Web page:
Know the Causes of Nosebleeds in Children while Sleeping

There are several causes of nosebleeds in children while sleeping, ranging from the habit of picking their noses, sores on the nose due to falling from the mattress, to colds or allergies that often recur. Usually nosebleeds last for a few seconds to 10 minutes, and can stop by itself.

Nosebleeds are common in children between the ages of 3 and 10. When nosebleeds occur, the blood that comes out does look a lot, but nosebleeds in children rarely cause serious medical problems.

A series of causes of nosebleeds in children swhen sleeping

Bleeding from your little one's nose may surprise and worry you. However, there is no need to panic. Children are more prone to nosebleeds than adults, because the blood vessels in their nose are more numerous and thinner.

There are several other causes that can be the cause of nosebleeds in children while sleeping, namely:

1. Frequently picking the nose

The first cause of nosebleeds in children during sleep is the habit of picking their nose frequently.

While doing this, the tip of the nail used to pick the nose could tear or injure the tiny blood vessels located inside the nose. This is the reason why your little one can have nosebleeds when they are busy picking their noses.

2. Dry air

Too often being in an air-conditioned room for a long time makes the nasal cavity dry. This will then cause crusts due to drying of the mucus in the nose, which will irritate the nasal mucosa. When scratched, blood will come out of the blood vessels in the nose.

3. Allergies or colds

Diseases that can cause symptoms of nasal congestion and irritation, such as colds, sinusitis, and allergies, can cause nosebleeds. In addition, dust in the room can also be a trigger for allergies in children. When there is inflammation due to allergies or irritation of the nasal mucosa, the blood vessels will become more fragile and bleed easily.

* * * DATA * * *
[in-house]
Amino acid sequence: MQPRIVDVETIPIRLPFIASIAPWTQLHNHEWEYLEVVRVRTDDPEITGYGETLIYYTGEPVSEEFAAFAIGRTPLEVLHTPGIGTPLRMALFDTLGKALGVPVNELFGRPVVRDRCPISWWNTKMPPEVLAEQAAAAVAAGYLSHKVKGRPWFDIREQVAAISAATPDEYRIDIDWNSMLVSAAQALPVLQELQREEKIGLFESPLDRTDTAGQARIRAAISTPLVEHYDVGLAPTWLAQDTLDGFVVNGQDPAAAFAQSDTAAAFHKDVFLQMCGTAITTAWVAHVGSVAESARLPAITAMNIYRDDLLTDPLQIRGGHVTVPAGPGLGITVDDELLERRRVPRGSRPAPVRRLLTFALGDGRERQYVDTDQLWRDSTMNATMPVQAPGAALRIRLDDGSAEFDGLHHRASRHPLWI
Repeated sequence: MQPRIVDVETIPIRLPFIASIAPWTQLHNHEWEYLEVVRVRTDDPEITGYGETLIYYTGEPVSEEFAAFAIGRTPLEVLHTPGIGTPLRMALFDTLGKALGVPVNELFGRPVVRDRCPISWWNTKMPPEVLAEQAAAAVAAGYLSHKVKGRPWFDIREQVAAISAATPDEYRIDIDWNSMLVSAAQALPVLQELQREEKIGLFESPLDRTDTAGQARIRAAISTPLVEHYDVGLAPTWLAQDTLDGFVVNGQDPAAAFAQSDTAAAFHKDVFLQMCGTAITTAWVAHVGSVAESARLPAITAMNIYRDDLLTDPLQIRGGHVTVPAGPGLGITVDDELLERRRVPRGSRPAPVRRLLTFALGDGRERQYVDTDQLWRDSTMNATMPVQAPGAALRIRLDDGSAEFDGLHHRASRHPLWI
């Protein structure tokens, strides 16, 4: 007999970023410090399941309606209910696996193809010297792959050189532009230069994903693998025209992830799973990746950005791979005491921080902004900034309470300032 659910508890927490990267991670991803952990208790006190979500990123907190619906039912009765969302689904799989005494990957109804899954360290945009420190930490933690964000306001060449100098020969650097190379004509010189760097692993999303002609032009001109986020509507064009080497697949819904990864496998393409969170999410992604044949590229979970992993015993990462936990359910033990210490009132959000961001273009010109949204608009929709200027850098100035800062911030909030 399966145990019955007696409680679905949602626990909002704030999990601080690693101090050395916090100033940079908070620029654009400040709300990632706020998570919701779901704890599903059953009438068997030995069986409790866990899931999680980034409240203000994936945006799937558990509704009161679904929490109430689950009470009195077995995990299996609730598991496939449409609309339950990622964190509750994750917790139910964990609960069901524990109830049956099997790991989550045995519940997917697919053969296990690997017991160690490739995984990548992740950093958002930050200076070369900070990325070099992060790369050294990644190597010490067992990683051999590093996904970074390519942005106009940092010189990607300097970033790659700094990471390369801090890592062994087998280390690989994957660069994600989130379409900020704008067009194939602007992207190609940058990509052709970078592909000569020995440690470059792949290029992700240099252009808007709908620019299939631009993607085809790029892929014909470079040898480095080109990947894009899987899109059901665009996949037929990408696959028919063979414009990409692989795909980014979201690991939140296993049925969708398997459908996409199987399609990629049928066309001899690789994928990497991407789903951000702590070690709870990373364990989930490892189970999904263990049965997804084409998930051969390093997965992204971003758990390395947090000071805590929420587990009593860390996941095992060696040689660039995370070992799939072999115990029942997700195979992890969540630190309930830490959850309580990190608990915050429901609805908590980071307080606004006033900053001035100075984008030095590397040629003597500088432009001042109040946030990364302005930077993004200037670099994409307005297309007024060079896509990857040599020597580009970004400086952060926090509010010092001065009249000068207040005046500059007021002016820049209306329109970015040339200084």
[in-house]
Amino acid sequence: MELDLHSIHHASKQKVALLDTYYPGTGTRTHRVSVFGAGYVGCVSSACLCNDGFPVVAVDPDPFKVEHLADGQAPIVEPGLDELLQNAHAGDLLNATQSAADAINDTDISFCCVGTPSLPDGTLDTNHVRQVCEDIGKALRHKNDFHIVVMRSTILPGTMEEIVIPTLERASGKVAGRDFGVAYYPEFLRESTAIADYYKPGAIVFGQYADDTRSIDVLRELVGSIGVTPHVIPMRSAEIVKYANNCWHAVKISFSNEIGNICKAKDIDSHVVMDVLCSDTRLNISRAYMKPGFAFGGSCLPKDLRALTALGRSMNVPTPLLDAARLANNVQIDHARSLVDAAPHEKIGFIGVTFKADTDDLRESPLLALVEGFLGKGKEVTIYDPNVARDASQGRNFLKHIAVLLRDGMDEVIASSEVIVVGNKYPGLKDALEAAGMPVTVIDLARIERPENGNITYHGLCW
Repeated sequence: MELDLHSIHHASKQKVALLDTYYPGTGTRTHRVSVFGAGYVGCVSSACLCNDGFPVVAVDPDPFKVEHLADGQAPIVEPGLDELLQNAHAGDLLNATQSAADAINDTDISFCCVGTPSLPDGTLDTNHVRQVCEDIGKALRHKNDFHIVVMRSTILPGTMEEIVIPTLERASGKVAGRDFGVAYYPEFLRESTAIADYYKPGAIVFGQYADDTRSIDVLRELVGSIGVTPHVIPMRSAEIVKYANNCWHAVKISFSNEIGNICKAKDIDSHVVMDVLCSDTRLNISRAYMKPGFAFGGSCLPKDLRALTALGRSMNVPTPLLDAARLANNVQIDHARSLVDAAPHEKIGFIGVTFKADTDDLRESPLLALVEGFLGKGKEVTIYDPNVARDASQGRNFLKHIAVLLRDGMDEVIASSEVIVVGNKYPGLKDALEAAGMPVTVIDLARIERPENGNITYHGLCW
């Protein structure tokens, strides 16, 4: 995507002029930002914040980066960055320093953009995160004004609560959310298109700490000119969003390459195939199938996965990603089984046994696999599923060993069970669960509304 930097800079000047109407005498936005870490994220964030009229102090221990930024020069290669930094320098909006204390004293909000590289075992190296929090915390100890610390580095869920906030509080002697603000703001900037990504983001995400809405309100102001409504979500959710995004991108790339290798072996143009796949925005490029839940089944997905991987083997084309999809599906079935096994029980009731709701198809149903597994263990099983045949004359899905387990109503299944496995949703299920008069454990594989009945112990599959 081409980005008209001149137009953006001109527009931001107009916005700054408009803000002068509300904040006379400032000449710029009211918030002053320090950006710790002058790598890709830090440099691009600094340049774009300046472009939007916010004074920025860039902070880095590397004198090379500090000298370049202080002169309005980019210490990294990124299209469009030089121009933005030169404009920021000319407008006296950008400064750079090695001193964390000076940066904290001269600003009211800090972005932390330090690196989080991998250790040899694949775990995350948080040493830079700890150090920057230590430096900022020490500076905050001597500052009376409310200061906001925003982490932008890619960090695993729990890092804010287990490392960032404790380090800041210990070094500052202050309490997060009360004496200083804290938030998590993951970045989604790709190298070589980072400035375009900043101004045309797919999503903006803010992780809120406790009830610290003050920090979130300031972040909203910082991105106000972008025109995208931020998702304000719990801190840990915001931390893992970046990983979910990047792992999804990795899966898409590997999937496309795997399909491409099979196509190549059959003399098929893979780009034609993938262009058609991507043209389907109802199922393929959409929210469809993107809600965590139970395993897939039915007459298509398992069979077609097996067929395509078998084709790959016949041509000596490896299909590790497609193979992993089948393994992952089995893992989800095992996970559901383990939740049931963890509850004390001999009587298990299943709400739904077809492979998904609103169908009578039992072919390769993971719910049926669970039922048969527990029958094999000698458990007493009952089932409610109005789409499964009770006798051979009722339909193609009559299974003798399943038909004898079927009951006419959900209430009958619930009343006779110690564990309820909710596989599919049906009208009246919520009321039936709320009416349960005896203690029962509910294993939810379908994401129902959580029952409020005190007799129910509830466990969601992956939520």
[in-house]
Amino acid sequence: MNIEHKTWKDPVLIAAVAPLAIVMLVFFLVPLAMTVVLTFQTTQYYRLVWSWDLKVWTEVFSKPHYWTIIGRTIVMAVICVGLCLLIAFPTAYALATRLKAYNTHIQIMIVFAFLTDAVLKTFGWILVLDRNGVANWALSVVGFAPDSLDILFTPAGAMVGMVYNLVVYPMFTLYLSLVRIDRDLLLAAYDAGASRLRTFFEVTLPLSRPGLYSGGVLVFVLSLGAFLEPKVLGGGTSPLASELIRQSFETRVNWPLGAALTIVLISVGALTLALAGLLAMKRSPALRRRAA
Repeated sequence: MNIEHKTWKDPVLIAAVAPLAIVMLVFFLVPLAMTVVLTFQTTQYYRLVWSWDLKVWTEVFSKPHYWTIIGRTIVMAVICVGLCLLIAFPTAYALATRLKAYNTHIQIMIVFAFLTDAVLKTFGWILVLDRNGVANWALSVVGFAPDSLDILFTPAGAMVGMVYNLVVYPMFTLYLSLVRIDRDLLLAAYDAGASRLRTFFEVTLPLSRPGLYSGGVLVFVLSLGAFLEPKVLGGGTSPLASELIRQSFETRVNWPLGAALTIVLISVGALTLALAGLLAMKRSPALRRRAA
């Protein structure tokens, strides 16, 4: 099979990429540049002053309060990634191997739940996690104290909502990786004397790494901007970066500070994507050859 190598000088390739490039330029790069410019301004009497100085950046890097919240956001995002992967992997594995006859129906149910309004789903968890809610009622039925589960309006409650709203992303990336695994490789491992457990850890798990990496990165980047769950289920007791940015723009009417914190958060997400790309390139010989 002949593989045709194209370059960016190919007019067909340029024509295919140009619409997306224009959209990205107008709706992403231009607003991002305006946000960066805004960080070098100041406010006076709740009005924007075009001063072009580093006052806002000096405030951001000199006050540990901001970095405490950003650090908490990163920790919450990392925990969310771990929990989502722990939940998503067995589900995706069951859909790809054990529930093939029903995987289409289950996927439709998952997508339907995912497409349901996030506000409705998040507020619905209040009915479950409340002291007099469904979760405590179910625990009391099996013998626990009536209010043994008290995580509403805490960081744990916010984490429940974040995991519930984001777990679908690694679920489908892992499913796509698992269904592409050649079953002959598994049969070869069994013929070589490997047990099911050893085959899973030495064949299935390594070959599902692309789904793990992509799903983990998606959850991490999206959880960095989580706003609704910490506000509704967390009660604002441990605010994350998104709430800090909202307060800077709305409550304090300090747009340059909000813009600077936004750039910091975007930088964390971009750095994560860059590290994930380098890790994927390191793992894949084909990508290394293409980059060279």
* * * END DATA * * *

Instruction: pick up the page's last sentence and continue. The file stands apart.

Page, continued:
4. Injury to the nose

Some children often delirious while sleeping. Some children even walk or struggle when they are delirious. This can cause the child to get injured by hitting his face against the edge of the bed or a wall. If this happens, your little one can experience nosebleeds due to an injury to the nose.

In addition to injuries due to sleep delirious, nosebleeds in children during sleep can also occur due to the entry of foreign objects into the little one's nose.

5. Blood clotting disorders

Although rare, one of the things that can cause your little one to experience frequent nosebleeds is blood clotting disorders. This condition can occur as a side effect of medications, such as blood-thinning medications, or certain diseases.

Children who have blood clotting disorders can experience sudden bleeding, such as at bedtime or frequent nosebleeds when they are active at school and playing.

Here's what to do when your child has a nosebleed

Nosebleeds that are not caused by an injury are generally painless. However, your little one may feel shocked and panicked if they experience it while he is sleeping.

Here are some things you should do when your little one has a nosebleed:

  • Ask him to sit up straight in a comfortable position while leaning slightly forward.
  • Instruct your little one to breathe through the mouth so that the blood is not swallowed. If the blood is already in the mouth, ask your child to spit it out.
  • Press the nostrils gently for 10 minutes. The goal is for the blood to clot quickly and the bleeding to stop immediately.
  • Wrap a cloth with ice cubes, then place it on the back of the neck or on the nose.

If the nosebleed is caused by dry air, try using a humidifier in your little one's bedroom, so that the air you breathe doesn't dry out the nasal cavity. In addition, to prevent further irritation of the lining of the nasal mucosa, as much as possible keep your little one away from allergy triggers, such as dust and cigarette smoke.

Nosebleeds in children during sleep are often not caused by a dangerous condition. Even so, you need to immediately take your child to the doctor if the bleeding is profuse, the nosebleed lasts more than 30 minutes, or is accompanied by symptoms of dizziness, pale skin, chest pain, and shortness of breath.